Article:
Natural Language & Linguistic Theory

, Volume 21, Issue 4, pp 737–778 | Cite as

Locality Constraints on the Interpretation of Roots: The Case of Hebrew Denominal VERBS

  • Maya Arad


This paper argues for a distinction between word formation fromroots and word formation from existing words. Focusing on Hebrew, it is shown that roots – and only roots – may be assigned multiple interpretations in different environments. When the basisfor the derivation is a word, this word forces its semantic and phonological properties on any element derived from it. To account for this difference, a locality constraint on the interpretation of roots is postulated: the first nominal or verbal head that merges with the root serves as the immediate environment for determining its interpretation. This head forms a closed domain:any further derivation takes as its input not the root itself, but an element whose semantic and phonological properties have been cashed out. Word-derived words thus have access only to the words they are derived from, not to the root. While the ability of Hebrew roots to acquiremultiple interpretations is language specific, the distinction between word formation from roots and word formation from words is shown to be universal. This is illustrated here with Englishzero-related pairs, which are shown to exhibit the same contrasts as Hebrew between word formation from roots and from words. Showing the effect of roots in word formation in both Hebrew and English further motivates the root hypothesis, namely, that in all languages the lexical kernel,or the root, is distinct from `words' – complex entities – even if this distinction is not always morphologically manifested.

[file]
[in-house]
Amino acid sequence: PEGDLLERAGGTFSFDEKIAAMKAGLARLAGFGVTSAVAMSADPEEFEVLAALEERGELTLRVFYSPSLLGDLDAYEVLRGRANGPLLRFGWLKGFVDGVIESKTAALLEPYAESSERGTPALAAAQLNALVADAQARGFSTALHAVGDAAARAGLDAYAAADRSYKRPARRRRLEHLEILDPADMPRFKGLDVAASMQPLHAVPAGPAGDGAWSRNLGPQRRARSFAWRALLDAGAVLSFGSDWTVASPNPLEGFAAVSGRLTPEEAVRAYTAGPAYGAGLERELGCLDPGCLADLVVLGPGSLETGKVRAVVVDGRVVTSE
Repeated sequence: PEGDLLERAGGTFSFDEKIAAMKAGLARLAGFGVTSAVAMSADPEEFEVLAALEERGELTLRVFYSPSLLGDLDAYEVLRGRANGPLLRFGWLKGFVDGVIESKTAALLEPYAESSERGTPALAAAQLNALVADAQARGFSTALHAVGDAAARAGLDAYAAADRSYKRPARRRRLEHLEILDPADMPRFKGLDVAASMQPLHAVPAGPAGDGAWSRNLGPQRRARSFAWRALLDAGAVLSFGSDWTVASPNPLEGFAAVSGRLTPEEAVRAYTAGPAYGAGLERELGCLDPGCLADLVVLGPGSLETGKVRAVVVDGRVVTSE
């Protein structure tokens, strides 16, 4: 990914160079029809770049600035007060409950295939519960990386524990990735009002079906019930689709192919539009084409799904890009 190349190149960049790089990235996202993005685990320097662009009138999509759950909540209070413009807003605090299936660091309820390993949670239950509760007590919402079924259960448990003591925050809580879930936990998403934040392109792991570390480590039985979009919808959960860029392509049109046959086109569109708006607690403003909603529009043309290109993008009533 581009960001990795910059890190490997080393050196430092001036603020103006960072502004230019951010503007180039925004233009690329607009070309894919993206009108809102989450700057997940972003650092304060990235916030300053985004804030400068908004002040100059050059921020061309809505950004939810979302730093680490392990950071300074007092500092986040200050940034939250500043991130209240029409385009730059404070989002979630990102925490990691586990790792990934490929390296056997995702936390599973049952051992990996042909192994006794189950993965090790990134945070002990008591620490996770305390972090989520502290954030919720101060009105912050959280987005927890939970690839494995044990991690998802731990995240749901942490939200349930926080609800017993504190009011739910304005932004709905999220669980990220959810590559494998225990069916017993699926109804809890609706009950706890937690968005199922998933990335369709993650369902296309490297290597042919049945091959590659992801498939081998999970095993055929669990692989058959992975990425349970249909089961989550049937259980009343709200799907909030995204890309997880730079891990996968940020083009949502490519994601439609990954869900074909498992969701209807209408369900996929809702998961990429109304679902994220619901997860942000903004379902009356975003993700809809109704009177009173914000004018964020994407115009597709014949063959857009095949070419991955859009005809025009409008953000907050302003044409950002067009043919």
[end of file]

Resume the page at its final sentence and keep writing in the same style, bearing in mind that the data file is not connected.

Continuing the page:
Artificial Intelligence Word Formation Locality Constraint Closed Domain Multiple Interpretation 
These keywords were added by machine and not by the authors. This process is experimental and the keywords may be updated as the learning algorithm improves.


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Copyright information

© Kluwer Academic Publishers 2003

Authors and Affiliations

  • Maya Arad
    • 1
  1. 1.Center for the Study of Language and InformationStanford University Ventura HallStanfordUSA

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